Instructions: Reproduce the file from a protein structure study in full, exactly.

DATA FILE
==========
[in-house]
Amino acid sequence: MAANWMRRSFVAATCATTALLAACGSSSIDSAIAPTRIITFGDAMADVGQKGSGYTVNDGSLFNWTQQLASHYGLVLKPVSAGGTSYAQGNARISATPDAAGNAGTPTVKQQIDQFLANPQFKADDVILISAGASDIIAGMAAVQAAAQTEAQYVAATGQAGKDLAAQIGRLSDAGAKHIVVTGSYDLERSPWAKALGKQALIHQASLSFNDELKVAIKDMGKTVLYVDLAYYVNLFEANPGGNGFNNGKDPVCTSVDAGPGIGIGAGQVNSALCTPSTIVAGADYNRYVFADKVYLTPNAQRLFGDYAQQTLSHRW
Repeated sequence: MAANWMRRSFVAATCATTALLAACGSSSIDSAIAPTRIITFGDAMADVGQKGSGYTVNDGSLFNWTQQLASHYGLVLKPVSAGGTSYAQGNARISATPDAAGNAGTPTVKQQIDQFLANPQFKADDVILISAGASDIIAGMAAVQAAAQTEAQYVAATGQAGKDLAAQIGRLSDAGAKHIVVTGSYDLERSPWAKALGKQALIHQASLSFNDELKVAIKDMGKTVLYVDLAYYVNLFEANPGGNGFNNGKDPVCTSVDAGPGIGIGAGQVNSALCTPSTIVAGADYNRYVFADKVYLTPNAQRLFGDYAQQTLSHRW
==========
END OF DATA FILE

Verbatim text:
[in-house]
Amino acid sequence: MAANWMRRSFVAATCATTALLAACGSSSIDSAIAPTRIITFGDAMADVGQKGSGYTVNDGSLFNWTQQLASHYGLVLKPVSAGGTSYAQGNARISATPDAAGNAGTPTVKQQIDQFLANPQFKADDVILISAGASDIIAGMAAVQAAAQTEAQYVAATGQAGKDLAAQIGRLSDAGAKHIVVTGSYDLERSPWAKALGKQALIHQASLSFNDELKVAIKDMGKTVLYVDLAYYVNLFEANPGGNGFNNGKDPVCTSVDAGPGIGIGAGQVNSALCTPSTIVAGADYNRYVFADKVYLTPNAQRLFGDYAQQTLSHRW
Repeated sequence: MAANWMRRSFVAATCATTALLAACGSSSIDSAIAPTRIITFGDAMADVGQKGSGYTVNDGSLFNWTQQLASHYGLVLKPVSAGGTSYAQGNARISATPDAAGNAGTPTVKQQIDQFLANPQFKADDVILISAGASDIIAGMAAVQAAAQTEAQYVAATGQAGKDLAAQIGRLSDAGAKHIVVTGSYDLERSPWAKALGKQALIHQASLSFNDELKVAIKDMGKTVLYVDLAYYVNLFEANPGGNGFNNGKDPVCTSVDAGPGIGIGAGQVNSALCTPSTIVAGADYNRYVFADKVYLTPNAQRLFGDYAQQTLSHRW